2 T. shortening (or margerine or oil)
2 T. all purpose flour
1 medium onion, diced
2 bell peppers, finely chopped (green or purple)
1 pint (10 oz by weight) okra
1 qt water
2 t. bouillon paste
1 big bunch chard (optional, or any other greens)
3 cloves garlic
1 T. lemon juice
1/2 t. liquid smoke
2 c. cooked red or black beans
1 T. thyme
2 bay leaves
dash ground allspice
dash ground cloves
2 t. salt (to taste)

First make the roux: In a large pot, heat the shortening and mix in the flour, stirring a lot. Cook the roux until it is as dark as you want it; a darker roux will have a stronger flavor that might obscure the okra flavor. But watch out, it is easy to burn, especially if you use margerine or butter instead of oil, shortening (or lard or clarified butter). Then, add in the chopped onion and garlic, saute for a bit (you might have to add more oil), then add green pepper and saute for a bit more. Then add the okra, the quart of water and the bouillon (or homemade stock). If you saute the okra, it might dry out, losing the mucilaginous effect. Chop the chard into thin strips and add to the pot, along with the cooked beans, lemon juice, liquid smoke, thyme, bay leaves, allspice, and cloves. Bring to a boil and simmer for 30 minutes. Add salt to taste. Serve over rice.

sidenote: pressure cooking beans

I forgot to soak my beans overnight, so I decided to try pressure cooking them in our pressure canner. This is the first time we've tried cooking in the canner, but I figured I'd give it a try because it reduces the cooking time from 2 hours to 2 minutes! Now, you are still supposed to soak beans overnight before cooking them in the pressure cooker "for even cooking and to remove water-soluble, gas-producing starches." I did the "quick-soak" method which means you boil the beans for 2 minutes, turn off the heat and leave covered, go to the farmer's market and lay in the sun by the creek for an hour, then return home to find your beans are ready to be cooked for an additional 2 minutes at 15 psi. Apparently you should add 1 Tablespoon of vegetable oil to your beans to reduce the likelihood of froth or foam blocking the vent pipe (and never fill the vessel more than 1/2 full). One of these days I want to hook up a current transformer (CT) to our electric range to measure the energy savings using a pressure canner/cooker.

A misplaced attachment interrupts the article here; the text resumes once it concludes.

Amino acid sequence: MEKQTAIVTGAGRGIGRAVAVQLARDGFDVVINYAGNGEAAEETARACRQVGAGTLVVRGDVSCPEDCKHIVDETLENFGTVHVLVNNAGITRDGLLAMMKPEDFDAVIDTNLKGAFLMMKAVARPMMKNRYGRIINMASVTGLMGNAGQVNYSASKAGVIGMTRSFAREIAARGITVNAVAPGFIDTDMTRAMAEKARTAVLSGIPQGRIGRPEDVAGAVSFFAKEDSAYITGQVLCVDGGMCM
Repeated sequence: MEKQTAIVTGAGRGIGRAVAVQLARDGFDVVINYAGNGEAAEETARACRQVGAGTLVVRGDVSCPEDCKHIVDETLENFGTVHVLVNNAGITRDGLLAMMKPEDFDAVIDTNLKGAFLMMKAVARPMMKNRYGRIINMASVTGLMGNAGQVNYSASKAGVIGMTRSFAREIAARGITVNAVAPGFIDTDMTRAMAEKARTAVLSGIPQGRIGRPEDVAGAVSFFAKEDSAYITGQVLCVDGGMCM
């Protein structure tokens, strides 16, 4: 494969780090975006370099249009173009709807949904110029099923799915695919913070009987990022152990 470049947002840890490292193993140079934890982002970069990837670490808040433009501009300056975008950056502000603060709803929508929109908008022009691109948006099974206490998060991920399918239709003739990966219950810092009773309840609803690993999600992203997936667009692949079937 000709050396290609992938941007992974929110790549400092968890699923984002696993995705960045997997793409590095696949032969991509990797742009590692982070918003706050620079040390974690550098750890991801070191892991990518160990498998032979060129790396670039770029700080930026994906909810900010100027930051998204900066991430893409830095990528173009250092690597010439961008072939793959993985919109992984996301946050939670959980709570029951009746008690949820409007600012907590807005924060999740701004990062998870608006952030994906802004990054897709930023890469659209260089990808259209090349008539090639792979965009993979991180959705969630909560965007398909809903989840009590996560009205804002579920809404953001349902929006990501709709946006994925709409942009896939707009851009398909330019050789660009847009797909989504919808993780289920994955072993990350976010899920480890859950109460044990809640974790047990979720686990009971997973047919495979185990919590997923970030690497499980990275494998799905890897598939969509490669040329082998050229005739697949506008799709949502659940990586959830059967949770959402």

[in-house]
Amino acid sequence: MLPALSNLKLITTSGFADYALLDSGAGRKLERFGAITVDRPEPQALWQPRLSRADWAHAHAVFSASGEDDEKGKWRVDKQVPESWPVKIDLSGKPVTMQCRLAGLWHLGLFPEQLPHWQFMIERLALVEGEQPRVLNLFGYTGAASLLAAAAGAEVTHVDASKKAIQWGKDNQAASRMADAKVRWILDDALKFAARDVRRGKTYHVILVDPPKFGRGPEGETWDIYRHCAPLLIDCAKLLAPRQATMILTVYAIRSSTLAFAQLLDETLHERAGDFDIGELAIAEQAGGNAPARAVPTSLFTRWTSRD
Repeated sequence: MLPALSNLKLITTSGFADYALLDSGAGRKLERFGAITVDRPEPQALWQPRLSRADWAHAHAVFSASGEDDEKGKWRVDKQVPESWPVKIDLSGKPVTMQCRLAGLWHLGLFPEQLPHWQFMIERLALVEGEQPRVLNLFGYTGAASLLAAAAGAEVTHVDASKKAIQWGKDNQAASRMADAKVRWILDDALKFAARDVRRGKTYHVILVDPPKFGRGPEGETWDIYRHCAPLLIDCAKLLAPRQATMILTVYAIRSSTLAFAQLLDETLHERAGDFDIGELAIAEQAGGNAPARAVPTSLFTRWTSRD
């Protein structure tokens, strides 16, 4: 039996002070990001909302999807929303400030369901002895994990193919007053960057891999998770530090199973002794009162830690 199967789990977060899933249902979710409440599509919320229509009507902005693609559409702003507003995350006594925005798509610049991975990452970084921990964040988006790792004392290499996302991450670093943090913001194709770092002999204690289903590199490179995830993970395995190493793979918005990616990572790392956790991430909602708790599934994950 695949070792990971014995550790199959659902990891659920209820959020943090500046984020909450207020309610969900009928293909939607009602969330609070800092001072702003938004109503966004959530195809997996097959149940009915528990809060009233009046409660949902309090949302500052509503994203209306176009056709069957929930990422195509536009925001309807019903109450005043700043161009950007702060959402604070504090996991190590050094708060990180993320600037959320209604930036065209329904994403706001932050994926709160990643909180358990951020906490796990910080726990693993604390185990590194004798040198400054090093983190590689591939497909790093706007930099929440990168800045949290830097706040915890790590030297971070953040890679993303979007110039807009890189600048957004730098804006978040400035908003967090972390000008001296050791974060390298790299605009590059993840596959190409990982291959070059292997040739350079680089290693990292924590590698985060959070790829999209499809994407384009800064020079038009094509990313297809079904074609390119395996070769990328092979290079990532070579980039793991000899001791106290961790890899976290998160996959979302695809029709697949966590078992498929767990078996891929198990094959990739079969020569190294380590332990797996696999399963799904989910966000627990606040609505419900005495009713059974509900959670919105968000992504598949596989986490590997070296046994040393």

September 19, 2009

"lost wisdom" pale ale


This was is our first attempt at making beer. We followed this recipe, but dry-hopped with some chinook hops too. I think it turned out pretty good. It has a little bit of a banana ester thing going on. Half the fun of brewing beer is coming up with a name (and label if you are more ambitious) for your beer. We decided to call our beer and mead making endeavors "Cute Owl Friend" after a drawing I made once. We named this beer "Lost Wisdom" because after watching a friend make the same recipe, we forgot the directions when it came time for us to make it. Also, here are some other things named "Lost Wisdom": link, link and link.

September 13, 2009

cauliflower samosas with cucumber raita

Honestly, you can't go wrong with deep fried snacks like samosas. I suppose that statement conflicts with my otherwise all-natural, healthy, hippie-self, but I feel I deserve some fatty foods every once in awhile considering my lean vegetarian diet. Besides, Indian food is totally hippie, right?

Samosa Filling Ingredients:
3 c. cauliflower, finely diced
2 c. potato, finely diced
1 c. carrots, finely diced
1 c. onion, finely diced
1 c. edamame (or peas)
2 cloves garlic, minced
2 T. lime juice
1 T. ginger, frozen, minced
1 t. cumin, ground
1 t. corriander, ground
1/2 t. turmeric, ground
1/2 t. cayenne, ground
pinch of ground cloves
salt to taste

Samosa Dough Ingredients:
4 c. all purpose flour
3/4 c. water
3/4 c. vegetable oil
1 t. salt

Cucumber Raita Ingredients:
1 c. cucumber, peeled, seeds removed, finely diced
1/2 t. salt
1 c. yogurt
2 T. onion, minced
1/2 t. cumin, ground
1/2 t. corriander, ground

Prepare the filling by first sauteing the cauliflower, potatoes, carrots and onions until tender. Add the remaining filling ingredients and cook for a few more minutes. Set aside and allow to cool.